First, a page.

exhibit on "Black Durham", the line "The Old might otherwise not have been available to them
I irrie Religion is applied to Miles Mark Fisher and
his ministry. This line had an impact and a message
worth reexamining in this the last week designated
for Afro-American History Month. ' t
An outspoken advocate of the needs of black
people and a voice not to be silenced, Dr. ifslier
spoke, with understanding of 'the consequences of
the integration moves of the. 50' s and 60' s. He .'cau
tioned:, When t he schools are integrated, it will be
the black teachers and principals who will lose their
jobs; it will be our buildings and institutions . which.;
are brushed aside; and it will be our historical
markers which will be demolished.. He understood
that it was essential for black institutions to be
preserved in order that they serve as training
grounds for future generations. He practiced what
he preached using the pulpit at White Rock' Baptist
Church as- a forum . for young aspiring black
ministers who learned under hi .-'Watchful eye. He
took life's sermons to Shaw University ""where he
faithfully taught without pay for more than twenty1
years. As Professor of Church History for Shaw's
Divinity : School," his sdiolarlyv insights helped
; prepare his students who have reached everv corner
of North Carolina and this nation. His' ministerial
service prompted his 1954 designation bv l-honv as'
one ,o f ten ou t st and i ng preach ers . I ong before l he
60's "Black Revolt -, Rev. Fisher was' savinu it
loud. "He was black arid he ..'-.was'' proud'. '-To -develop
self reliance arid feelings of accomplish
ment, live church tirtdcr Fisher's leadership took its
message and programs jo the people. ." .
Scholarship wa "stressed and students encoiirau
cd by Rev; Fisher, to take advanjage Of cdticaiioifal
opportunities. Scholarships honoring Dr. Jair.es U.
Shepard and C.C: Spaulding. Sr.. were established
in his congregation; and Shaw University's. Missibn
understood and promoted. During his, membership
on the Durham Ministerial Alliance, the black
church's obligation to support Shaw financially and
otherwise was always' at the I'orefioni. .From his
own pocket, the cost of educating .many students
was often paid without their knowledge. The
superintendents of the Durham City. Schools an-,
nually were invited to White Rock. Dr. fisher's let
ters of. recommendation helped to secure countless
numbers of jobs for black teachers in ihe Durham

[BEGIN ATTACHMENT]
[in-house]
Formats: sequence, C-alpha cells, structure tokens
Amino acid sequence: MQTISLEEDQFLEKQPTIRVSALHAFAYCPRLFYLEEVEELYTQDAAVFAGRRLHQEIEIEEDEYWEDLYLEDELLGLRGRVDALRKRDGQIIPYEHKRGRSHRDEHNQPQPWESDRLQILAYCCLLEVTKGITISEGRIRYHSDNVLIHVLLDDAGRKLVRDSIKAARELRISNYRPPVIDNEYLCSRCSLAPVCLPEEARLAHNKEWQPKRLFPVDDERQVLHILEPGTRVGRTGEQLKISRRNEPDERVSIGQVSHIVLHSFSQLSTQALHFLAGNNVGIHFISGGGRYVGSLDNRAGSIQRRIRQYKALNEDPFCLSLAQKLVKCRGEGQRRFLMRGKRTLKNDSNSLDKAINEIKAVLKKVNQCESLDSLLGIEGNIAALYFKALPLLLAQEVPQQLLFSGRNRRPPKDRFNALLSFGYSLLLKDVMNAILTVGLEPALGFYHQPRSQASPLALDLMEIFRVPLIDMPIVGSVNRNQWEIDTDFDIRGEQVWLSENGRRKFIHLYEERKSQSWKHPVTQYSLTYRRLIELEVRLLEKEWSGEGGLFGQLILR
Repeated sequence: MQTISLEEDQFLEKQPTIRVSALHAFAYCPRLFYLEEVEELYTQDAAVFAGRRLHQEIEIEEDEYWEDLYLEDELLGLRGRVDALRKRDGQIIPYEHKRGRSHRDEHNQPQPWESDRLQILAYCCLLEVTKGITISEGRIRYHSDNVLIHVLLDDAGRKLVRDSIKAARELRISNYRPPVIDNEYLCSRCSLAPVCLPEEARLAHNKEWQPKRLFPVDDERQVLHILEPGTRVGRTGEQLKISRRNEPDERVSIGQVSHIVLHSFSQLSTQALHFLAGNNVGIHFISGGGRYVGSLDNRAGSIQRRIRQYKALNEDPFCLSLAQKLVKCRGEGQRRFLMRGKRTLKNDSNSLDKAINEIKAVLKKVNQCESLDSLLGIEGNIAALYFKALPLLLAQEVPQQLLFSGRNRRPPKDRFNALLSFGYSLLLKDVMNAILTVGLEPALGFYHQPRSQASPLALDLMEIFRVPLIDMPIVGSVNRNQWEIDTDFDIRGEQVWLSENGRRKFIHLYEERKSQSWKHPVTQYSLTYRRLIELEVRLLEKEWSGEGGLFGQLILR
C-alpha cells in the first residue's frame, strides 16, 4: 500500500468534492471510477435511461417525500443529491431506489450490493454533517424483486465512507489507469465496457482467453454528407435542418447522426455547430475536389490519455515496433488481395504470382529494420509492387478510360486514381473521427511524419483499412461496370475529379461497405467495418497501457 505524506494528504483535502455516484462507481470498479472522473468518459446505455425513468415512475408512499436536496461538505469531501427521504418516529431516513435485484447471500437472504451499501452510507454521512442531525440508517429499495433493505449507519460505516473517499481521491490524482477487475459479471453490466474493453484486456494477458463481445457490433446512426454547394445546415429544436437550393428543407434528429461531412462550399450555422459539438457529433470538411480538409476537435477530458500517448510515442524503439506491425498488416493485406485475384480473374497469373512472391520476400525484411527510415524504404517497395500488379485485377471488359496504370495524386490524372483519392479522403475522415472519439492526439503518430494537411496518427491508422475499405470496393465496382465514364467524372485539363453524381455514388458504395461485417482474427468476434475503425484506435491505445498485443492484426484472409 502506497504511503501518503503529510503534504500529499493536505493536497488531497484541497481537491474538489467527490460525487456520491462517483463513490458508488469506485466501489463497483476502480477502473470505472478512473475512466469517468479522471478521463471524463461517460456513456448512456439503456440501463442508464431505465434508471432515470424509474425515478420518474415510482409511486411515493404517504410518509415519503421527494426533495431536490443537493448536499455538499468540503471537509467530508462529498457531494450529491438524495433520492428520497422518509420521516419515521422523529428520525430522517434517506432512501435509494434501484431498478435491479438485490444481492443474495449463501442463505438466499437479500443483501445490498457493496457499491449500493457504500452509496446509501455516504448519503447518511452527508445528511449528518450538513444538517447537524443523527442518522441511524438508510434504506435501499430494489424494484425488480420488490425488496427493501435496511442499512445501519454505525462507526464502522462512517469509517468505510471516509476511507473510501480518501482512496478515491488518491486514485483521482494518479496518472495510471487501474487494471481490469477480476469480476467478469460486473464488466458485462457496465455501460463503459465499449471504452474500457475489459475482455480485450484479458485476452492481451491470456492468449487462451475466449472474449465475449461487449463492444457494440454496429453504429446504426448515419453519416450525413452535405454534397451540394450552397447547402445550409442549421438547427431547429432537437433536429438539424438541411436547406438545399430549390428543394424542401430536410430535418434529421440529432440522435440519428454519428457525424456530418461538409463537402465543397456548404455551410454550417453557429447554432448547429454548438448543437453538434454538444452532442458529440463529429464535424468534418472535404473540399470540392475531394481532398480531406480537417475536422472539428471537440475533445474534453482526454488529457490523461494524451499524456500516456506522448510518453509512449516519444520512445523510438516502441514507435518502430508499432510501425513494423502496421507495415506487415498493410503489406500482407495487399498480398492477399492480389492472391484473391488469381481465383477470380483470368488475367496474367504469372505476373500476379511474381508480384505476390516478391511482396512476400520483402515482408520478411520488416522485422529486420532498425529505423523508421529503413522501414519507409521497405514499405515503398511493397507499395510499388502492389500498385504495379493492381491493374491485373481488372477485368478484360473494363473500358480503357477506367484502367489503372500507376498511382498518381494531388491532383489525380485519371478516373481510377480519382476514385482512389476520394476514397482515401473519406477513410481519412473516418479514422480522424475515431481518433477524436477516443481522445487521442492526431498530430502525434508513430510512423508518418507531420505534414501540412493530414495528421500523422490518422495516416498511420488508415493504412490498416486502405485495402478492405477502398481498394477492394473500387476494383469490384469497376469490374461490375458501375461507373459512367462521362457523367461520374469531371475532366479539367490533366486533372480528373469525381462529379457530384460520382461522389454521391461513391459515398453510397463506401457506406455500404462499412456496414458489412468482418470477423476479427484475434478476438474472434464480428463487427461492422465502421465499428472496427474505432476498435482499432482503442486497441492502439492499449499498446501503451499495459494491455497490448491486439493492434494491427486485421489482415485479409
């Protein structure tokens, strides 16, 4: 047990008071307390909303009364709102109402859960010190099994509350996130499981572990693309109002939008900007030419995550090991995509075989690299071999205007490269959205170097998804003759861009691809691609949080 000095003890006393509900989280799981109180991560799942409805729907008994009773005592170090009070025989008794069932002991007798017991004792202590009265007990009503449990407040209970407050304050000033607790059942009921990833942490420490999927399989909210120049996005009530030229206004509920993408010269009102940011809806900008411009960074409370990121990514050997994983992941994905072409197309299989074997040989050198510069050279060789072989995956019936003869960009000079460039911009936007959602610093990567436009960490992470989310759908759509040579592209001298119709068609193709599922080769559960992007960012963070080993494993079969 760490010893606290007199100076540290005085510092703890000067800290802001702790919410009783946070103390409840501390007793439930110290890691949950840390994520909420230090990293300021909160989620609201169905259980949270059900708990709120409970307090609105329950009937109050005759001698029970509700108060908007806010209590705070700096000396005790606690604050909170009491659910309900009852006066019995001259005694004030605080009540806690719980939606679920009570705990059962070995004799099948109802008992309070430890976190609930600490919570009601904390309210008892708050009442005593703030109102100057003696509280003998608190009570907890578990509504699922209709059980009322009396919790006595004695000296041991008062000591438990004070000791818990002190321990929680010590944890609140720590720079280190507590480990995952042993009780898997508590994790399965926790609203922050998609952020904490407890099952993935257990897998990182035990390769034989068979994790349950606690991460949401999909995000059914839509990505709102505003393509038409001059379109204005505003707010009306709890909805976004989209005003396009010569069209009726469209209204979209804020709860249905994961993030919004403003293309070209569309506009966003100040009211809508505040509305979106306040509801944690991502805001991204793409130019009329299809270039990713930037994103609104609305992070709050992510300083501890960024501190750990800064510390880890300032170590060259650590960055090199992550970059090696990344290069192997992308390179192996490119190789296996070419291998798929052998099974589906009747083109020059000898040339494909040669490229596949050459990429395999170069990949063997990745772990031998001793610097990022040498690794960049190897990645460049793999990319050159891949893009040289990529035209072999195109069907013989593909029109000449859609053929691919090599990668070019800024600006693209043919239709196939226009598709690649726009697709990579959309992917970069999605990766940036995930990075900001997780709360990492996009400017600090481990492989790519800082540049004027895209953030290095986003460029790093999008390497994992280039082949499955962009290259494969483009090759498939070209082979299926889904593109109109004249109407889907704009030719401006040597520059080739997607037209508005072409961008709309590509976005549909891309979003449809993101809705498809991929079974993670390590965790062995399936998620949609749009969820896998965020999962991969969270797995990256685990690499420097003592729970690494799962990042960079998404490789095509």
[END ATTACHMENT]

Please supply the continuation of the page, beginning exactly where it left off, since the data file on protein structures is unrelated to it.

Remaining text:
City and County Schools with no demands being,
asked of the giver or receiver other than thai they
do excellent jobs for our children, fisher allowed
no man to be held in.awc by viritiie of coinnuinjty
standing, stature or color. All ot' the governors of
North Carolina; including Broughton, Umstcad,
Hodge.svand Sanfor3 spoke o While Rock's con
gregation and the black ; community. The Work
Protects Administration (WPA) served the black -community
during depressed times through Fisher's
efforts. What some parents couldn't provide, he
tried to make sure all of our children shared. A Day
Care Program was started at. White Rock allowing ,
parents.to have a secure place for their children dur-'
ing their times away. The Vacation Bible School
Scouting at;W.hiie Rock .saw Troop 55 evolveand be
vigorously-promoted by Dr. Fisher, The develop
ment pf young people's talent was always a top
priority -with .him as he" knew that talent was no
respecter of class or' ethnic origins. '
The scholarly historical work for which Dr.
Fisher is .nationally recognized was his book Negro
Skive SonM in tht- Uniieti Stales. Fisher's 'Slave
Swift was the f irk book to 'analvze the deener
mdaning-of the spirituals. The obvious religious
p'ramcwork which many had thought tb;be para
" moimi was shown interlaced with oral history and'
symbolism relating to the black man's life with its
struggles for survival, hopes and aspirations. He
preached on the African traditions passed on in our
songs. The planningteaching strategies of our
historic "secret meetings" were revealed. He
understood the heed for freedom of assembly and
.White Rock Was "a house of prayer for all peopled'
- (he Durham , Coinnii.te,vlon? Negrx). Ai;fais met
there, And it, was under Miles M. Fisher that the
NAACP, 'in "Durham was restarted in the 1930's in
; Durham with the White Rock congregation being
one of the first locally to become Life Members. ;
National. recognition was again given Dr. Fisher
in 195H with hi-, receipt of the Nalional Recreation
Association's Golden Anniversary. Award for his
outstanding efforts in the field of recreation which
acknowledged his development of a superior com
munity recreation program. His church recreation
program was the forerunner of many of N.C.'s city
and state efforts. He started the Durham City . Wide :
, Softball League. Long before America engaged the I
SChinese in international ping-pong, White Rock: